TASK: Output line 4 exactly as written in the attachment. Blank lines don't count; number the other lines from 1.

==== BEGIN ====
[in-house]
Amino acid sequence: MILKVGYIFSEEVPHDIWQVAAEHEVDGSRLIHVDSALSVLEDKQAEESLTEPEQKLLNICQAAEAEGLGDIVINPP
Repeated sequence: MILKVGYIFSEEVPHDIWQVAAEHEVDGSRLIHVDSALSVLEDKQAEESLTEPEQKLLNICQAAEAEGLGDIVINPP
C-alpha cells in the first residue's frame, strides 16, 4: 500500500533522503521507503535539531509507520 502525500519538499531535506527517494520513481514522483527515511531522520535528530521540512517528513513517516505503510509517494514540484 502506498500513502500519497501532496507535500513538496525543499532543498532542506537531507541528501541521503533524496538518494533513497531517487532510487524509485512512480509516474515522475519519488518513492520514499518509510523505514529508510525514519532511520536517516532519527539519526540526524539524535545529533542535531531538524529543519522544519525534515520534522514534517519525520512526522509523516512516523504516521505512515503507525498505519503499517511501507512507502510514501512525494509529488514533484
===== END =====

C-alpha cells in the first residue's frame, strides 16, 4: 500500500533522503521507503535539531509507520 502525500519538499531535506527517494520513481514522483527515511531522520535528530521540512517528513513517516505503510509517494514540484 502506498500513502500519497501532496507535500513538496525543499532543498532542506537531507541528501541521503533524496538518494533513497531517487532510487524509485512512480509516474515522475519519488518513492520514499518509510523505514529508510525514519532511520536517516532519527539519526540526524539524535545529533542535531531538524529543519522544519525534515520534522514534517519525520512526522509523516512516523504516521505512515503507525498505519503499517511501507512507502510514501512525494509529488514533484